I am beginning to think that American urban planners have a pathological hatred of pedestrians. Oh, sure, there’s the usual problem of not having a lot of pavements around, but I’ve discovered a far more devious and sinister scheme on their part. To whit:
You’re walking down a fairly busy road, happily walking along the pavement, enjoying the day, when all of a sudden, you realize that the pavement is about to run out, turning into dirt grass. Now, perhaps in summer, this is fine, but after a week of rain, not so much. However, when you look across the road, you see that a line of pavement has begun where before there was only mud. Your choice is to possibly ruin your shoes, or cross. And of course, there’s no crossing point, so you take your life in your hands and run across the busy road, back in the safe confines of concrete.
Until you walk about five hundred metres, at which point, the pavement disappears. However, it has started back on the other side again.
This process repeats enough times that I’m convinced that planners take bets on how many walkers they can bump off in a year.
(having said that, Durham is a bit friendlier than your typical small American city when it comes to pedestrian and public transit facilities. Can you imagine travelling anywhere in Oxford on the bus network for $1? Or a day pass offering unlimited day travel for $2? And a free bus service connecting downtown Oxford to the Cowley Road and Summertown? And run by the city instead of scum like Stagecoach? I tell you, the dark socialist future that Obama heralds IS ALREADY HERE. RUN FOR THE HILLS)
Right, having got my moan out of the way, something a little more positive. When I first lived here back in 2002, my exposure to American food was pretty woeful. I pretty much lived in Miami Subs, Panera, and I Love NY Pizza, supplemented by scary things then went into the microwave and came out as flowing molten slabs of cheese and pepperoni. Happily, I was taken under the wing of my eventual wife, who has expanded my horizons quite considerably, to the extent that I’ll be attempting oysters next week (not entirely sure about those, but we’ll see!).
(UPDATE: Oysters did not go well. Mac and Cheese much better, though!)
There’s been a few great meals so far on this holiday, but the standout at the moment has to be the soup dumplings at Asian Grill in Raleigh. They’re like magic - meat and a jellied broth enclosed in dumpling pastry, then steamed, which turns the jelly back into a piping hot liquid, but still inside the dumpling. Heston Blumenthal himself couldn’t improve on it (doubtless, he’d add truffle oil somewhere…). We went back on Saturday and ordered two plates of six (between three of us, I might add!), only to be told off by the front of house for not trying something new. We did point out that we were coming back in a week, and left with a bunch of suggestions for next time. Mind you, I do fancy the Dan Dan noodles again!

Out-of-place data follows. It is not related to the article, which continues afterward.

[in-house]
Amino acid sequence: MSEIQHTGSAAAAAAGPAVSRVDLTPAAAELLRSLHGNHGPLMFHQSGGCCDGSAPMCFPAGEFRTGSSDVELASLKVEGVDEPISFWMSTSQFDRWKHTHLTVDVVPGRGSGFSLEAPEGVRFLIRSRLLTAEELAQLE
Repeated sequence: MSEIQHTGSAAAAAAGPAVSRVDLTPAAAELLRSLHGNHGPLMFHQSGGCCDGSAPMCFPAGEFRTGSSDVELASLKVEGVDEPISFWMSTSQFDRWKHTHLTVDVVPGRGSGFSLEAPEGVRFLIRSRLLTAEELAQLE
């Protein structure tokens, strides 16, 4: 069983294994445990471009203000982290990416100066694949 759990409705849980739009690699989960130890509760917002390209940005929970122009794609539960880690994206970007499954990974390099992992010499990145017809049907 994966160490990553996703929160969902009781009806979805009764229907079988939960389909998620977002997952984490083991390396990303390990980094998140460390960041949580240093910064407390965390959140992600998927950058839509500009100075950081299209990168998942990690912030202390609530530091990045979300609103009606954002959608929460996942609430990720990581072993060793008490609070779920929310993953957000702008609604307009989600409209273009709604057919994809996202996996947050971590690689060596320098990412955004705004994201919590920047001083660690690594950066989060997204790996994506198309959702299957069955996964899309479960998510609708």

Still haven’t decided on how I’m going to put information up on Fallout Durham, so I’m putting it here for now. For those of you still on tenterhooks waiting for the I Can Prove It With Graphs series of chocolates, I’m sad to say that they’ve been indefinitely delayed due to me falling ill for most of February. Instead, when I get back home, you’ll
be treated to Goodbye, Great Britain, which will be Royal and Tory free (also, FREE BEN!). You might get some concrete, mind you…
Anyway, in the meantime, we’re doing some testing over here in Durham. Our current slate includes:
Salt & Pepper Bars
Caramelized Cacao Nib Bars
Tequila Ganache Squares
Dark Chocolate Kinder Eggs (should that be Erwachsener Eggs?)
Blood Orange Aero Eggs
Experiments With Gummies
Plus, if time, a salt, pepper, and chili mango pate de fruit with a hint of lime
(the gummies will have an impact on the Goodbye, Great Britain series if successful. Anybody for Pimm’s, perchance?)
Quite a bit to do, but as the weather looks awful this week, I will hopefully get some done this week. Pictures will of course follow.
Mar 23, 2011 · 2 minute read
durham funnelcake foodcarts and a parade!
Reader, I married him. And by ‘him’, I mean a city of 250,000 people located in the Triangle area of North Carolina that is defiantly gender neutral.